- The "Nazi Detective" as Provider of Justice in Post-1990 British and German Crime Fiction:Philip Kerr's The Pale Criminal, Robert Harris's Fatherland, and Richard Birkefeld and Göran Hachmeister's Wer übrig bleibt, hat recht
Within the wide-ranging field of crime fiction, a substantial subgenre containing over 150 transnational crime novels engages with the National Socialist past and its legacy in the postwar era.1 While a third of these Nazi-themed texts are set during National Socialist rule (1933-45), only a small minority of twelve novels or series feature a "Nazi detective": an investigative figure who works in an official capacity within the structures of the Nazi regime, as part of its police force, army, or paramilitary organizations.2 To date, there has been little examination of the problems and opportunities this detective figure generates for crime writers or of the wider moral implications of his presence within the crime narrative.3 This article explores these questions through an examination of the rise of the Nazi detective in 1990s crime fiction and an analysis of his representation as a provider of justice in three crime novels by "second-generation" authors from Britain and Germany: Philip Kerr's The Pale Criminal (1990), Robert Harris's Fatherland (1992), and Richard Birkefeld and Göran Hachmeister's Wer übrig bleibt, hat recht (2002) (To the Victor the Spoils).
All but two of the Nazi detective novels identified during the research for this article were published after 1990. A number of factors, either singly or in combination, may account for the timing of this miniature boom among authors whose national backgrounds are British (three), German (three), Czech (one), Polish (one), Italian American (one) and Canadian (one). The fortieth and fiftieth anniversary commemorations of D-Day, [End Page 288] in 1985 and 1995, focused renewed attention on the legacy of the Second World War in former Axis and Allied nations and in those that experienced occupation. Midway between these two points, the fall of the Berlin Wall in 1989 and the subsequent end of the Cold War led to a reevaluation of Germany's and Europe's "double past" of fascism and communism and to public discussion of issues such as guilt, victimhood, and memorialization.4 Debates on such subjects were often extremely lengthy and fraught: for example, the building of a Holocaust Memorial in Berlin was first suggested in 1988, formally approved in 1999, and only completed seventeen years later, in 2005.5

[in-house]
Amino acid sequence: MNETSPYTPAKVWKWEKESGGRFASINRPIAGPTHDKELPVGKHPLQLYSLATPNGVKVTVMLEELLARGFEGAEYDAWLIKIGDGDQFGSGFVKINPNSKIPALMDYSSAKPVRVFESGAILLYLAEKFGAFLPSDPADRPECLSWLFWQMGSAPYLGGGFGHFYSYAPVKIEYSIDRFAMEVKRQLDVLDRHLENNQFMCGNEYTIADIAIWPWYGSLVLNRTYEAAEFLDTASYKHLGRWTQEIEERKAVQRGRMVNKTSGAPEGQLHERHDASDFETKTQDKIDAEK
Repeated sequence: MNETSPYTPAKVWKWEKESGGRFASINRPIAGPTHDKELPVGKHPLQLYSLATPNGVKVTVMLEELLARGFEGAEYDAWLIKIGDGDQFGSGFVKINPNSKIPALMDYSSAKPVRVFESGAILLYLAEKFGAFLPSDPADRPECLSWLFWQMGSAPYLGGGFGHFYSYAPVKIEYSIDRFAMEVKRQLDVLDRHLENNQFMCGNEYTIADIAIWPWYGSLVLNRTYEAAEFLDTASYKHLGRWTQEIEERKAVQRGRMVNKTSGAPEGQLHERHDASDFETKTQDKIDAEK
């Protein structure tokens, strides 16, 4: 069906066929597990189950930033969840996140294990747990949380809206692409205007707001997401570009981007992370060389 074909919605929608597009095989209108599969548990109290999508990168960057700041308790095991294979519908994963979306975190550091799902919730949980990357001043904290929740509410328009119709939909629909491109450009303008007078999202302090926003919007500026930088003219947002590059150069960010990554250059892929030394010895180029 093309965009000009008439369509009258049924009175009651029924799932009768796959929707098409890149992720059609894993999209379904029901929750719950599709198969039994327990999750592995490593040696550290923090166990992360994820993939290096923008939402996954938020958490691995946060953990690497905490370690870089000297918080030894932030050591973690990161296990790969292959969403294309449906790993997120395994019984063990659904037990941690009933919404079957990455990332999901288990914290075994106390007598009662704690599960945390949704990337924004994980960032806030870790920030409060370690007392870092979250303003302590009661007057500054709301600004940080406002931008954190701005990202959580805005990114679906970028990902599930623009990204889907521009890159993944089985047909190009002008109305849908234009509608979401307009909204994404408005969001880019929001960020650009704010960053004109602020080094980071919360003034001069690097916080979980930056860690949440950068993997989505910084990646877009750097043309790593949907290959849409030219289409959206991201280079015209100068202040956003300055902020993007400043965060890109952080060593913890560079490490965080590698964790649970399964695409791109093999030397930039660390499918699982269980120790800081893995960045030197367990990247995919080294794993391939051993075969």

In addition, the 1980s and 1990s saw an increased focus on the wartime role of the policeman-perpetrator, via a succession of highly publicized war-crimes trials and an emerging strand of perpetrator-centered historiography that received extensive international attention. In 1981, revelations surfaced of Maurice Papon's involvement in deporting Jews while he was a senior police official in Bordeaux; he was finally brought to trial in 1997.6 Similarly, 1989 saw the arrest of Paul Touvier, a former head of intelligence in the Milice who worked closely with the Gestapo in Vichy France and was tried in 1994.7 During the 1990s, Anglo-American historians, influenced by the German Alltagsgeschichte (the history of everyday life) movement of the 1970s, also began to research the behavior of "ordinary" perpetrators, including policemen. Christopher Browning's study Ordinary Men (1992) scrutinizes the roles of 125 German Ordnungspolizei (regular uniformed police) serving in Reserve Police Battalion 101, a mobile execution squad that killed thirty-eight thousand Jewish civilians in Poland between 1942 and 1943.8 Daniel J. Goldhagen examines the same case in his controversial Hitler's Willing Executioners (1996), which brought discussions about perpetrator motivation into the public realm, particularly in Germany, Great Britain, and the United States.9 While Goldhagen asserts a monocausal theory of "eliminationist anti-Semitism" to explain how the reserve policemen were capable of mass murder, Browning advocates a multicausal explanation of their behavior, which includes additional factors such as peer pressure, deference to authority, and careerism.10 His stated aim is not to excuse but to understand more fully the complex range of motivating factors that led the men to behave as they did.11
The emergence of...